Big demand from makers of plug-in hybrid electric cars drives Sanyo's production startup. Sales may begin in 2011 to two unnamed automakers
(Bloomberg) — Sanyo Electric, the world's biggest maker of rechargeable batteries, has won at least two customers for its lithium-ion batteries to fuel plug-in hybrid vehicles, an executive said. The company will start supplying the batteries to automakers, including a Japanese and a foreign carmaker, as early as in the latter half of 2011, Mitsuru Honma, head of Sanyo's rechargeable-battery unit, said in an interview yesterday at the company's headquarters in Osaka, western Japan. Honma didn't identify the customers, but Toyota's name has been mentioned. The electronics maker, which is being acquired by Panasonic, is accelerating development of lithium-ion batteries for plug-in hybrid cars in anticipation of growth in demand for low-emission cars. The company estimates that global sales of hybrid cars using lithium-ion cells, including plug-in models, will grow to 2.3 million units by 2015 and 10.2 million by 2020. "Lithium-ion batteries used in cars are likely to be the winners in a high-growth market and that's why Sanyo has made it the centerpiece of its business strategy," said Nobuo Kurahashi, an analyst at Mizuho Investors Securities in Tokyo. "Any agreement like this is a very positive development." Most hybrid cars currently use nickel-metal hydride batteries. Automakers are shifting to develop plug-in models and electric cars that use lithium-ion cells, which are lighter, more powerful, and more expensive. Toyota and GM plan plug-in models
Sanyo shares fell 1.3% to close at 157 yen on the Tokyo Stock Exchange, extending its decline this year to 5.4%. The benchmark Nikkei 225 Stock Average added 0.4% today. Toyota Motor, which makes the Prius, the world's most popular hybrid vehicle, plans to build a plug-in model for retail buyers in 2012. General Motors intends to build as many as 60,000 Chevrolet Volt plug-in electric cars annually, starting in November 2010. Sanyo will supply lithium-ion batteries for Toyota's plug-in hybrid vehicles, the Asahi newspaper reported on Oct. 21, without saying where it got the information. Toyota spokesman Hideaki Homma today declined to confirm or deny that Sanyo will be its supplier. Global lithium-ion battery sales will likely grow to 2 trillion yen ($23 billion) in 2020, from 840 billion yen in 2008, fueled by demand for batteries used in electric cars and hybrid vehicles, Daiwa Institute of Research estimated in January. Lithium-ion cells will likely overtake nickel-hydride batteries in the car market around 2014, the researcher said. "Lithium-ion batteries are big business" because their cost currently makes up about 2 million yen, or almost half the price of electric cars sold in Japan, according to Takeshi Miyao, a Tokyo-based supply-chain analyst for auto consultant Carnorama. While battery power and costs will be lower for hybrid cars, "securing a customer now may lead to future deals with affiliated brands," he said. Building a cell factory in Japan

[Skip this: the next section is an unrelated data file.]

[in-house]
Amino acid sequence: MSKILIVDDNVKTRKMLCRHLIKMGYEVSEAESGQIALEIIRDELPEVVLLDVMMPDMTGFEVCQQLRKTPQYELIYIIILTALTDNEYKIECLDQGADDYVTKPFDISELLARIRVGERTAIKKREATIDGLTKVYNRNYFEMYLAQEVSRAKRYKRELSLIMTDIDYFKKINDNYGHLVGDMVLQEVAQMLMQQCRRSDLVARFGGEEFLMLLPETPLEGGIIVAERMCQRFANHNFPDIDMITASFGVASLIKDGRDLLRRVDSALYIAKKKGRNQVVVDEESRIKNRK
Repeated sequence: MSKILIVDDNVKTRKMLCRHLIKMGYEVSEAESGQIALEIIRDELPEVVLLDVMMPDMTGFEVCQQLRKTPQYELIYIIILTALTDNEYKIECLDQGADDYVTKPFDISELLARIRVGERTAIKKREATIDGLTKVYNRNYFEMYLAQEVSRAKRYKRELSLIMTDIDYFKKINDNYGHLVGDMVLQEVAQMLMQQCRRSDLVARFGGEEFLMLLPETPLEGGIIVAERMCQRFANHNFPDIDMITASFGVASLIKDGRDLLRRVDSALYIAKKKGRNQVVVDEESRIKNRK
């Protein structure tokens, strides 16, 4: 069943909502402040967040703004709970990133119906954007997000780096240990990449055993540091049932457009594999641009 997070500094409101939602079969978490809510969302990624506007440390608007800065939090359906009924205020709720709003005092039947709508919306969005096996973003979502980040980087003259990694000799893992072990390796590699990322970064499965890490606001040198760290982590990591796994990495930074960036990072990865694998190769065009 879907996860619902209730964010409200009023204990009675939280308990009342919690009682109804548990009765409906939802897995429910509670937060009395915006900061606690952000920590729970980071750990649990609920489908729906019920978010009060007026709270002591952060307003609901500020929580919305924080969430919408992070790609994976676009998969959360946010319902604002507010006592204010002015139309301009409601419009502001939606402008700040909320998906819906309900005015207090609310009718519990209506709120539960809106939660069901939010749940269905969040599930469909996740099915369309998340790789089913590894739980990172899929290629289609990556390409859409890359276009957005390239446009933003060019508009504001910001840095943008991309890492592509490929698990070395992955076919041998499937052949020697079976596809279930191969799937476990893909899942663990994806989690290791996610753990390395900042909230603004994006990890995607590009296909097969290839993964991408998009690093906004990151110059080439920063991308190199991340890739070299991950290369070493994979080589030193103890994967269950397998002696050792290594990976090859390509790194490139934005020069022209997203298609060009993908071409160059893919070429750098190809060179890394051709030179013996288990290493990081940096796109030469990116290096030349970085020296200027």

Plug-in hybrids will be among the models to drive growth in sales of low-emission cars in the coming years until new technologies for batteries, motors, and charging stations are developed for vehicles fully powered by electricity, Honma said. "About 80% to 90% of environment-friendly cars in 2020 will probably be either plug-in or hybrids." Sanyo will probably be able to make 300,000 to 400,000 of those cells per month when it starts production as early as 2011 at a new plant being built in Kasai, Hyogo prefecture, western Japan, Honma said in October. The company's factory in Tokushima prefecture, southwestern Japan, makes lithium-ion batteries exclusively for Volkswagen, Europe's largest automaker. Last month, Sanyo said it will supply nickel-metal hydride batteries for PSA Peugeot Citroen Group's hybrid cars from 2011. Sanyo already provides batteries to Honda Motor and Ford Motor for their hybrids. The batterymaker plans to build factories in Europe, China, and the U.S. as early as 2012 to start making car-battery modules, Honma said at a briefing in October. electric cars 10% of market by 2010?
The average cost of lithium-ion cells used in electric and hybrid cars will likely drop 50% by 2014, research firm Fuji Keizai Group said on Nov. 6. Technical advances and mass production can lower the cost to boost the global lithium-ion car battery market to 2.25 trillion yen in 2014, from 25 billion yen this year, according to the researcher. Nissan Motor Chief Executive Officer Carlos Ghosn said in August that electric cars will comprise at least 10% of global demand by 2020, assuming oil costs more than $70 a barrel. Nissan plans to start selling its Leaf electric car next year. Sony is in talks to supply "several companies" with lithium-ion car batteries, Executive Deputy President Hiroshi Yoshioka told reporters last week, declining to identify the potential customers. Yoshioka said on Nov. 19 that Sony plans to spend 100 billion yen researching and developing rechargeable batteries, including those for electric cars. "It's only natural that Sony plans to enter this market, given its high growth potential," Honma said. "With or without Sony, the competition in this market will intensify, both in terms of technology and prices." To contact the reporter on this story: Mariko Yasu in Tokyo at firstname.lastname@example.org